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The Early Years


The founder of WT Music & Son is none other than Walter Tarnowski. From an early age, Walter had a love for music that was unmatched by nobody else. The first generation of his family to be born in the United States, Walter begged his school's music teachers to learn to play the violin. His school's teacher found him daydreaming as usual one day. She asked him what he was thinking about. He said he was thinking about playing the violin. She arranged for him to have lessons on one condition. That he stop daydreaming in class. Walter obliged. He was a quick study on violin and soon became good enough to play at local weddings as the “strolling violinist”. His true love affair came along in the form of the saxophone and clarinet. Walter practiced constantly in order to get better at music. He would eventually drop out of high school to work on music full time. He was eventually drafted by the army. While in the army, Walter quickly moved up in rank and became a sergeant and played in the popular USO war bond rallies of the day.

 

Keep in mind, Walter was fascinated with everything about musical instruments right down to how they worked. After the war, he embarked on a professional music career. He would play by night, but he would work in music stores and with musical instrument repairmen by day. He worked in various places in New York. At one place, he simply volunteered to work just so he could learn musical instrument repair from the owner of the place. Walter would eventually become a instrument technician at Dorn & Kirschner on Springfield Ave. in Newark, NJ. There was tons of work and the owners were demanding. However, this is where Walter honed his craft. He would eventually work at a few other stores like Mascara before going into business for himself in 1957. He built a shop in his basement at his home in Rahway, the same shop that WT Music & Son still operates out of to this day. By now, Walter was a master of his craft. He made his own tools. To this day, his son and grandson still using the tools Walter made over the tools offered on the market today. Walter hit the ground running when he opened his business. An active professional musician himself, word quickly passed through the grapevine on the pro music circuit that a master instrument technician was doing business in Rahway. Walter's clientele was mostly professional. He had many players from Count Basie's band come in. Other contemporary professionals like James Moody, Sonny Stitt, Warren Vachey and Clarence Clemons(yes, of Bruce Springsteen's E Street Band) come to Rahway to have Walter repair their instrument.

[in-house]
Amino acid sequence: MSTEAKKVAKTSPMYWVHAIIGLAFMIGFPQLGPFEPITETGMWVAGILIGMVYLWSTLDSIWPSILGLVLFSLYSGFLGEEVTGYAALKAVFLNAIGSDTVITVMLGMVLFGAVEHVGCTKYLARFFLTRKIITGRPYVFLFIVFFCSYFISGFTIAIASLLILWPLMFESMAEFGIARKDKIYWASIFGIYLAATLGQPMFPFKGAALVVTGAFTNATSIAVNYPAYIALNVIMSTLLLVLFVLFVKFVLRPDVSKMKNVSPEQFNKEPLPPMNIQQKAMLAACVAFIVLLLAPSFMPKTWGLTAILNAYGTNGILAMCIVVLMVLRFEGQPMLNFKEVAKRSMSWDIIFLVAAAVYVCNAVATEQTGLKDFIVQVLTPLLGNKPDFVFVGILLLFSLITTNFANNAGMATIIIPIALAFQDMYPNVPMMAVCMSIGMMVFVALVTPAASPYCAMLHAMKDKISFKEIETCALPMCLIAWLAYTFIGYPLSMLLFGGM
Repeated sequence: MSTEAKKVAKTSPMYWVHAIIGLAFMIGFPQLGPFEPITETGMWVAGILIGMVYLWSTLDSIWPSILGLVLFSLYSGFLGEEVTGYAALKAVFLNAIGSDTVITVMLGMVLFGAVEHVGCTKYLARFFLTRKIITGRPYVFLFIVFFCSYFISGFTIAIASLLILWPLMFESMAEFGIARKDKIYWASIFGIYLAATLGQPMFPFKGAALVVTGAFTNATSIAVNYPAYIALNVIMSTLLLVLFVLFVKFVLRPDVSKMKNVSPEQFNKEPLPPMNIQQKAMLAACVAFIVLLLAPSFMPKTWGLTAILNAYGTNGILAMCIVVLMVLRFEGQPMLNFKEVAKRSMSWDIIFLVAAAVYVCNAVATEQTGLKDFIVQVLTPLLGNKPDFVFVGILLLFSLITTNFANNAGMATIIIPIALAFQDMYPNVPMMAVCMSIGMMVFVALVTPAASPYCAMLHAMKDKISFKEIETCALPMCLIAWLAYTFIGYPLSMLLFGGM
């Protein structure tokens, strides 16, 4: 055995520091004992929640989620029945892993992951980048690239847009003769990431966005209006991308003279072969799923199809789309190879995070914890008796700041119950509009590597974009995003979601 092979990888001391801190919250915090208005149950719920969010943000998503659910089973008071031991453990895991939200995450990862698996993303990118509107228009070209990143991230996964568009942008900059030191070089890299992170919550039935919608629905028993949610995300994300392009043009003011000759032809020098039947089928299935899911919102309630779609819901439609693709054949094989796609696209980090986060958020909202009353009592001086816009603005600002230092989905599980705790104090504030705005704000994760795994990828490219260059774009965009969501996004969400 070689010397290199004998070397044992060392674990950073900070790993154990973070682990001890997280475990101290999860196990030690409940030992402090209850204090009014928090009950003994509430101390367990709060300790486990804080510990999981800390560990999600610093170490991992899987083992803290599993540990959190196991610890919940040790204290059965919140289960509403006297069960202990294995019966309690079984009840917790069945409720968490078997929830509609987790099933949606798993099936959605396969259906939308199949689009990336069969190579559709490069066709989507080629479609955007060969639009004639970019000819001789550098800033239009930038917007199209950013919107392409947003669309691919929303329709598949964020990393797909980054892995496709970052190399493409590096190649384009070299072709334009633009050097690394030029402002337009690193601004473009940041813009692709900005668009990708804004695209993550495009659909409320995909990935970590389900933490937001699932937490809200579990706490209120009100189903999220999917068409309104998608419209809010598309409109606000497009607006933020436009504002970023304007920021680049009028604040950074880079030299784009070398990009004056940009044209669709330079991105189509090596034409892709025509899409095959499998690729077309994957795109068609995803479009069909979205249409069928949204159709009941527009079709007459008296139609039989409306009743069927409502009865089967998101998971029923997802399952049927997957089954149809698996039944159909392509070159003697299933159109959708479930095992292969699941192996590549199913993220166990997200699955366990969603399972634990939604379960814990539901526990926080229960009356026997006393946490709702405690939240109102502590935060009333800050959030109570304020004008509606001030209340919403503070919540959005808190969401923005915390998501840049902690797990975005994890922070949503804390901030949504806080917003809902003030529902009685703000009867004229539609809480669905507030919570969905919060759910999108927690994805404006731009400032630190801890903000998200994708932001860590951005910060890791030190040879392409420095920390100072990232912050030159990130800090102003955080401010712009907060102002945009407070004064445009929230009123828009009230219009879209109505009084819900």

Walter was known for remanufacturing keys and doing excellent overhauls. Walter was a pefectionist and was relentless at making sure he made a horn play perfect. He eventually recruited his son, Wayne, at the young age of 14 to help cork and pad instruments for his allowance. This was the precursor for the torch to be passed.

 

Wayne Tarnowski Years

 

Wayne was a musical genius from the start. If it plays music, give Wayne three weeks and he'll be playing at a professional level. His mother and father knew it and supported it throughout his childhood. Wayne excelled particularly on piano. He studied with the great jazz pianist, Morris Nanton. Wayne would eventually become good enough to become a professional piano player as a teenager. He played professionally throughout high school and college, most notably at a popular jazz club in Roselle Park called “The Cove”. Wayne studied electrical engineering at NJIT.